Q. What’s the best way to stake a tree?
Dave R., Atascadero
A. Staking trees is a controversial topic.
Current research encourages home gardeners to avoid staking new trees whenever possible. It’s best to allow a tree’s lower trunk to move a bit, deepening its roots; this results in stronger trees.
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Furthermore, staked trees are frequently damaged by rubbing and girdling. Their vertical growth and root development are slowed, and trunks may become stressed where the stake is attached and be more susceptible to breaking.
Trees that can stand by themselves or don’t need protection from excessive wind don’t need to be staked. Most conifers, trees with upright growth habits and bare-root trees don’t need additional staking.
Supportive staking may be required if a tree isn’t strong enough to stand upright or return to an upright position after being deflected.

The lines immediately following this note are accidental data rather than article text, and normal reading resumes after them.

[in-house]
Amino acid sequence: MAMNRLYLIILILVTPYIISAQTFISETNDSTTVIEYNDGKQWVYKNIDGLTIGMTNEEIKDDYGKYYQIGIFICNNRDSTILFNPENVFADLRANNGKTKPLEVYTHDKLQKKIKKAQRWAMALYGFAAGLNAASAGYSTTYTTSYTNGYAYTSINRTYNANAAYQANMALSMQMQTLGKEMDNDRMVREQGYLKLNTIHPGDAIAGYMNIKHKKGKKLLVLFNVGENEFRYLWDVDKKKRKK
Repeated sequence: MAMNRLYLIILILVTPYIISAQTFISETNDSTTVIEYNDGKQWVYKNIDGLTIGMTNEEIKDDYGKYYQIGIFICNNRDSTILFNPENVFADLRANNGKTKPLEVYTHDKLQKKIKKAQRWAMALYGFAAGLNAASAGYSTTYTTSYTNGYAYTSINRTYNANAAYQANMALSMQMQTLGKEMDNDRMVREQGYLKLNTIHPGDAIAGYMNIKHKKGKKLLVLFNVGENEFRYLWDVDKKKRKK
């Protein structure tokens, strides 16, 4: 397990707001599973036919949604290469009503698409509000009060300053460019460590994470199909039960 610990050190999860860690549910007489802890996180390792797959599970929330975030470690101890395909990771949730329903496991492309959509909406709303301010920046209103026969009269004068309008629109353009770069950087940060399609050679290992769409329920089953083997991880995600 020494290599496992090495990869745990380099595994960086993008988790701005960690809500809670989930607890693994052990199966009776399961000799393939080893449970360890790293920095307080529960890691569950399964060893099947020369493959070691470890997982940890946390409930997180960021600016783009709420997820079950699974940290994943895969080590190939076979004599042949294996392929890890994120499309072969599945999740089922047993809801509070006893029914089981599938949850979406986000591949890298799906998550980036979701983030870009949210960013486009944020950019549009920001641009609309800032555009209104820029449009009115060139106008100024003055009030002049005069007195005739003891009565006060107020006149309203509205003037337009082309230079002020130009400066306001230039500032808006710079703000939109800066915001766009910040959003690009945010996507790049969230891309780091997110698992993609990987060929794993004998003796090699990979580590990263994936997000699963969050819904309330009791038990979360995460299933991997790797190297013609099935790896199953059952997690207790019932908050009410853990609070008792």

If you do stake a tree, do so when planting it and follow these steps:
▪ Place two stakes in the ground outside of the root ball on opposite sides of the tree, allowing the prevailing wind to blow through the stakes. Remove the nursery stake.
▪ Determine the height of the support tie by putting two fingers on the trunk 3 feet about the ground. Move fingers upward until the tree is supported enough to stand upright. Place ties 6 inches apart at this point.
▪ Select flexible, elastic ties, such as rubber tubing, for straps. Wrap them loosely around the trunk, securing them firmly to the posts and ensuring the trunk doesn’t rub against the stakes.
▪ Cut wooden stakes off 2-3 inches above the ties to avoid injuring lateral branches. Injured branches can become infested by insects or infected with pathogens.
▪ Regularly check the ties for girdling or restriction of the trunk. Make sure stakes are still upright and not damaging the trunk or branches.
▪ Remove the stakes and ties when the tree is able to stand upright on its own, in about one year.
For more information on staking trees, visit these websites:
Linda Lewis Griffith is a UCCE Master Gardener.
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